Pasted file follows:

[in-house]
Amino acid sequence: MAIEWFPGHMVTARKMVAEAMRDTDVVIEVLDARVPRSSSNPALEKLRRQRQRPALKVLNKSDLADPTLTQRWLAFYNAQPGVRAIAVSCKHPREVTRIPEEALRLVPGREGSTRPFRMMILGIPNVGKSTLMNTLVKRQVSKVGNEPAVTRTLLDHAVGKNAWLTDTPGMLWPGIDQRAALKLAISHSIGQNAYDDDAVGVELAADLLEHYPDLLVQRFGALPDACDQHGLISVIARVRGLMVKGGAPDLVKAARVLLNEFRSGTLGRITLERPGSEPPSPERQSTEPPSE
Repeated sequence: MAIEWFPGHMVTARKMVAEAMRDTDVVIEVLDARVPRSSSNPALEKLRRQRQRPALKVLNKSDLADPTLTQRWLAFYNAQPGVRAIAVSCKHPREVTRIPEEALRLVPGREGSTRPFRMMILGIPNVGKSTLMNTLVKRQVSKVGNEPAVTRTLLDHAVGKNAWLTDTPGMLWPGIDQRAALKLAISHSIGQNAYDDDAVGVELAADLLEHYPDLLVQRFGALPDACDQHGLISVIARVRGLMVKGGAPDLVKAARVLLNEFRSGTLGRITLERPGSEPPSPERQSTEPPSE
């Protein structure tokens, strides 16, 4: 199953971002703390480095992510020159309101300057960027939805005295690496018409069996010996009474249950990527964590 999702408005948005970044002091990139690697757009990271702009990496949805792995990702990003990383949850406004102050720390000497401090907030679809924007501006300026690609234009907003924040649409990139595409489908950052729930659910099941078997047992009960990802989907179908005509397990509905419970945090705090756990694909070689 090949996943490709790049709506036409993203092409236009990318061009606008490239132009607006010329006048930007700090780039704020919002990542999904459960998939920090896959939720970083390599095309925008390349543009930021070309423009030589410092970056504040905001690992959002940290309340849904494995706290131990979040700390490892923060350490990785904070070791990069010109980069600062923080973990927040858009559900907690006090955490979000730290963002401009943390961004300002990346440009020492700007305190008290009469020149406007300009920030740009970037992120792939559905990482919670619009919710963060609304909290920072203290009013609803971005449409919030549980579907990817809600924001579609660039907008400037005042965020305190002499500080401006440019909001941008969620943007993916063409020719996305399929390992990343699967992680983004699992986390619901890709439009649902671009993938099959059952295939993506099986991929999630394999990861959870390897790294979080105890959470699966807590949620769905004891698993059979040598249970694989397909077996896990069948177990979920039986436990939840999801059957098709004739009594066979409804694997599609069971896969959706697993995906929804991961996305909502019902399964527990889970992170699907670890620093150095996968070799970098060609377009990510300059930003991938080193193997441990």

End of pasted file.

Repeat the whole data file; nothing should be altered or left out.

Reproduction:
[in-house]
Amino acid sequence: MAIEWFPGHMVTARKMVAEAMRDTDVVIEVLDARVPRSSSNPALEKLRRQRQRPALKVLNKSDLADPTLTQRWLAFYNAQPGVRAIAVSCKHPREVTRIPEEALRLVPGREGSTRPFRMMILGIPNVGKSTLMNTLVKRQVSKVGNEPAVTRTLLDHAVGKNAWLTDTPGMLWPGIDQRAALKLAISHSIGQNAYDDDAVGVELAADLLEHYPDLLVQRFGALPDACDQHGLISVIARVRGLMVKGGAPDLVKAARVLLNEFRSGTLGRITLERPGSEPPSPERQSTEPPSE
Repeated sequence: MAIEWFPGHMVTARKMVAEAMRDTDVVIEVLDARVPRSSSNPALEKLRRQRQRPALKVLNKSDLADPTLTQRWLAFYNAQPGVRAIAVSCKHPREVTRIPEEALRLVPGREGSTRPFRMMILGIPNVGKSTLMNTLVKRQVSKVGNEPAVTRTLLDHAVGKNAWLTDTPGMLWPGIDQRAALKLAISHSIGQNAYDDDAVGVELAADLLEHYPDLLVQRFGALPDACDQHGLISVIARVRGLMVKGGAPDLVKAARVLLNEFRSGTLGRITLERPGSEPPSPERQSTEPPSE
């Protein structure tokens, strides 16, 4: 199953971002703390480095992510020159309101300057960027939805005295690496018409069996010996009474249950990527964590 999702408005948005970044002091990139690697757009990271702009990496949805792995990702990003990383949850406004102050720390000497401090907030679809924007501006300026690609234009907003924040649409990139595409489908950052729930659910099941078997047992009960990802989907179908005509397990509905419970945090705090756990694909070689 090949996943490709790049709506036409993203092409236009990318061009606008490239132009607006010329006048930007700090780039704020919002990542999904459960998939920090896959939720970083390599095309925008390349543009930021070309423009030589410092970056504040905001690992959002940290309340849904494995706290131990979040700390490892923060350490990785904070070791990069010109980069600062923080973990927040858009559900907690006090955490979000730290963002401009943390961004300002990346440009020492700007305190008290009469020149406007300009920030740009970037992120792939559905990482919670619009919710963060609304909290920072203290009013609803971005449409919030549980579907990817809600924001579609660039907008400037005042965020305190002499500080401006440019909001941008969620943007993916063409020719996305399929390992990343699967992680983004699992986390619901890709439009649902671009993938099959059952295939993506099986991929999630394999990861959870390897790294979080105890959470699966807590949620769905004891698993059979040598249970694989397909077996896990069948177990979920039986436990939840999801059957098709004739009594066979409804694997599609069971896969959706697993995906929804991961996305909502019902399964527990889970992170699907670890620093150095996968070799970098060609377009990510300059930003991938080193193997441990």